Gergely Gulyás: letters from banks are not relevant

English2021. jan. 2.Növekedé

The hungarian government has decided: until June 30, 2021, everyone will continue to be eligible for a moratorium on loan repayment under the original terms. Those who do not want to pay have nothing to do; if they were entitled in the first wave, they will equally qualify for a deferral now.

Families or companies who were entitled to the moratorium in the first phase do not have to do anything if they would like to take advantage of the def erral for the next six months, too.

The most important economy protection measure

Gergely Gulyás , Minister of the Prime Minister's Office presented the new rules on the repayment moratorium in the latest government briefing. He called the extension of the loan moratorium the most important decision in economy protection, which will help families and businesses as well.

According to the latest extension, everyone can take advantage of the moratorium until 30 June 2021, under the current conditions, and

the opportunity continues to apply to loans taken out before 18 March 2020.

(The time limit is understandable, since in case of loans taken out after the outbreak of the epidemic , borrowers ha d to be aware of the circumstances in which they borrowed the money.)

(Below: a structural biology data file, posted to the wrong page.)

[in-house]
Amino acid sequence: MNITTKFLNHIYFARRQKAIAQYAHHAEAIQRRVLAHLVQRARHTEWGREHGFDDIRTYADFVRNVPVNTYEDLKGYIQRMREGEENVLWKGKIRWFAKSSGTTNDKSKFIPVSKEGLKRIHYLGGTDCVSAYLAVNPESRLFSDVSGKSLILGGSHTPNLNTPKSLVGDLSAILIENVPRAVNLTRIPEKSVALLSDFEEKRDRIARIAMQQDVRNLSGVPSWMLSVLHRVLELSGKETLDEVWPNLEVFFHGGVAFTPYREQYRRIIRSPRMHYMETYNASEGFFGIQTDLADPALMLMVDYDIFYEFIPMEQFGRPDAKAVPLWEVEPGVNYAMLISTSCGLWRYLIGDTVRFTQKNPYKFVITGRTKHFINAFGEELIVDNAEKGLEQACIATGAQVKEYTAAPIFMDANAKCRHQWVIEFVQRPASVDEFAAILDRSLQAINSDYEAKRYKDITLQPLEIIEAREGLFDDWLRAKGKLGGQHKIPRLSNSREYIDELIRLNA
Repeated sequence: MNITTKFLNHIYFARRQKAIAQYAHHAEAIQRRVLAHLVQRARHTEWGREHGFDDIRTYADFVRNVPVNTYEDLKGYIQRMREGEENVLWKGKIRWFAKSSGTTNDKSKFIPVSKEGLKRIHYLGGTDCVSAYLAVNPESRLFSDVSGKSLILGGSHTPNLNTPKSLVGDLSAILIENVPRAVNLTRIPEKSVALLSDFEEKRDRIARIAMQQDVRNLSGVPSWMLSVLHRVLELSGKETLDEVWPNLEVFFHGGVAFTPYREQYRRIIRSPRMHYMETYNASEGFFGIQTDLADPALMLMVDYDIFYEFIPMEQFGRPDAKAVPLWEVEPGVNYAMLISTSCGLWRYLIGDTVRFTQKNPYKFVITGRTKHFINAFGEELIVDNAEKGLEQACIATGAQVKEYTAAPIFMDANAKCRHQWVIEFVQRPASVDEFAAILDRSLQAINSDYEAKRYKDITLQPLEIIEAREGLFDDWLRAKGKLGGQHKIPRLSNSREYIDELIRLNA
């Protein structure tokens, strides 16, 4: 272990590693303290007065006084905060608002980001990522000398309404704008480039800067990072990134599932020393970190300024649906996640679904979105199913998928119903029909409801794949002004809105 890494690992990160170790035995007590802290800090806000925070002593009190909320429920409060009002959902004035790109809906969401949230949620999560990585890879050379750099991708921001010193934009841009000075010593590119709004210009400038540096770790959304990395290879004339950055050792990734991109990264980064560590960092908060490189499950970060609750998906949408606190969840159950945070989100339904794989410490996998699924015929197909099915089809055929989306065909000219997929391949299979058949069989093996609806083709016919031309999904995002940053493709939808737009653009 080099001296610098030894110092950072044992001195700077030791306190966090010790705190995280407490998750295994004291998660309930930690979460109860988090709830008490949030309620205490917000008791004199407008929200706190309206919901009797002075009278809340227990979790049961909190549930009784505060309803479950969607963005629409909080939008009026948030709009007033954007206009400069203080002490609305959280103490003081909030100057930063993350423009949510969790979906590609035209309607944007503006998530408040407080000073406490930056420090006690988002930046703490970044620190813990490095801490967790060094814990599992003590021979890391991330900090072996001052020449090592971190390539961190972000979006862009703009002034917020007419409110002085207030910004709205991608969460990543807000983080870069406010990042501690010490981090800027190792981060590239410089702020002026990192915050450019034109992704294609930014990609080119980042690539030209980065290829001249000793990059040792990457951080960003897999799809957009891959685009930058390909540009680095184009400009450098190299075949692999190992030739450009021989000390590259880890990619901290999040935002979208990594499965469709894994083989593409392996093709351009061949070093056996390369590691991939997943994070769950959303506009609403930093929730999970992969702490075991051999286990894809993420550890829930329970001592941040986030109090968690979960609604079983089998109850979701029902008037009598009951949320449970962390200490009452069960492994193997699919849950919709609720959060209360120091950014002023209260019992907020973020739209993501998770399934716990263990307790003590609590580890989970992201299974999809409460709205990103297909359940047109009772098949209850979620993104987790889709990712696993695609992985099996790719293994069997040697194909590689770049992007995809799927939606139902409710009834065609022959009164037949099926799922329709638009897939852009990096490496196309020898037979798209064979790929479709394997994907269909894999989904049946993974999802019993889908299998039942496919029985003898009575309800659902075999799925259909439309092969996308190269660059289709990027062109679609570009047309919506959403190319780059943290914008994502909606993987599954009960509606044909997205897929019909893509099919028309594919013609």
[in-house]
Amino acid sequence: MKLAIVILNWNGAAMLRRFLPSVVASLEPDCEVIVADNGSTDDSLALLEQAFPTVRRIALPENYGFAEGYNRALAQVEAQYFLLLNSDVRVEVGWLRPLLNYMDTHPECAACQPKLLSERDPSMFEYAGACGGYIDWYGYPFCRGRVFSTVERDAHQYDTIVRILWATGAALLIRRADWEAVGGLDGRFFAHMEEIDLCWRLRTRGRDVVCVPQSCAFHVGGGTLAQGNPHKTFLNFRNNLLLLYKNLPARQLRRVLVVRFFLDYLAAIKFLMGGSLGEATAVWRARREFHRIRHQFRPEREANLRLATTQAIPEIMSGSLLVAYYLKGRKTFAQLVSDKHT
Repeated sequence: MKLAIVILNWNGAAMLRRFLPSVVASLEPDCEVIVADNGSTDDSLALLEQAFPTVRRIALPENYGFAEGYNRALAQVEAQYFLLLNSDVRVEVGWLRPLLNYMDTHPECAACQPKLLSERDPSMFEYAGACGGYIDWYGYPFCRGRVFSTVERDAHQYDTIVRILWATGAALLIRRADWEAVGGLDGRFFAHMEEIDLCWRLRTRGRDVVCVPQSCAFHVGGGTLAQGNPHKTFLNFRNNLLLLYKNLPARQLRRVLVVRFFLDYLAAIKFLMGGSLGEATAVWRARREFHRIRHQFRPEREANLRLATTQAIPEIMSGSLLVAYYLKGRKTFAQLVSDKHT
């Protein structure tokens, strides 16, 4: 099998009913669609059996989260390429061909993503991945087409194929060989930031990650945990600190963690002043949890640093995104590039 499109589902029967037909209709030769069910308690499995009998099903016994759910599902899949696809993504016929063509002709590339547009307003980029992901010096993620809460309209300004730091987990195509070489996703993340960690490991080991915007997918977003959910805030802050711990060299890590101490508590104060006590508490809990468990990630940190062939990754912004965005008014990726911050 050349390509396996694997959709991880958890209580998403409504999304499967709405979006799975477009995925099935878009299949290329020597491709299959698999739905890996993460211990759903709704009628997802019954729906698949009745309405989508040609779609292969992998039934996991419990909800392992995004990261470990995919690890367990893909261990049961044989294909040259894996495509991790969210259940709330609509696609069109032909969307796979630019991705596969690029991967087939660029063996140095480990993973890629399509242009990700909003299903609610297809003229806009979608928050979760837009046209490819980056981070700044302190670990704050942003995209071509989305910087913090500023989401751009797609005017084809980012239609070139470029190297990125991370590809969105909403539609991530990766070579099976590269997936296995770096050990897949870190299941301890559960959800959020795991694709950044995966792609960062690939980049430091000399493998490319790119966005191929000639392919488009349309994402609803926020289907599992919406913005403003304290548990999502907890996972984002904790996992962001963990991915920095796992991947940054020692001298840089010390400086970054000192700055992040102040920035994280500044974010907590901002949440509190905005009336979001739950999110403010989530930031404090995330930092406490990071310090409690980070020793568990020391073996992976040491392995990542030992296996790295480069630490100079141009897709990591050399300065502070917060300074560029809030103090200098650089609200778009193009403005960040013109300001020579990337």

The Minister also outlined the main numbers of the moratorium:

2.6 million families are eligible for the deferral;

in the first wave, 56 percent of them, nearly 1.5 million families took the opportunity.

This affected 54 percent of the 6,500 billion forint total portfolio, i.e. 3,600 billion forints,

987 thousand businesses were eligible ; 48.5 percent took advantage of the deferral, i.e. nearly half a million businesses;

and the deferral affected 4,300 billion forints, i.e. 41.7 percent of the total loan volume.

Borrowers have nothing to do

According to Gergely Gulyás, it is favourable that this money remains in the economy; during the crisis caused by the pandemic it is definitely helpful if capital can be drawn into the economy this way. He added:

Apparently, banks are not happy with the decision. In recent weeks they h ave already been sending information letters to clients, but still before the government’s decision. These letters sent out before the government's latest decision should be considered irrelevant; the government's decision is clear: anyone who wants to continue using the current repayment moratorium can do so without do ing anything as the suspension of loan repayments continues.

Changing rules

The second phase of the moratorium started when Prime Minister Viktor Orbán announced on September 19 that the loan moratorium would be extended for another six months at the end  of the year. At th at time, the PM definitely spoke about the principle of need for the moratorium,  n amely , it was to help c lients from disadvantaged social groups, i.e.

families raising or expecting a child,


the unemployed and jobseekers,

and people in public works programmes.

As for businesses, th ey could take advantage of the deferral if their revenues fell by more than 25 percent in the wake of the coronavirus crisis.

It was already regulated by legislation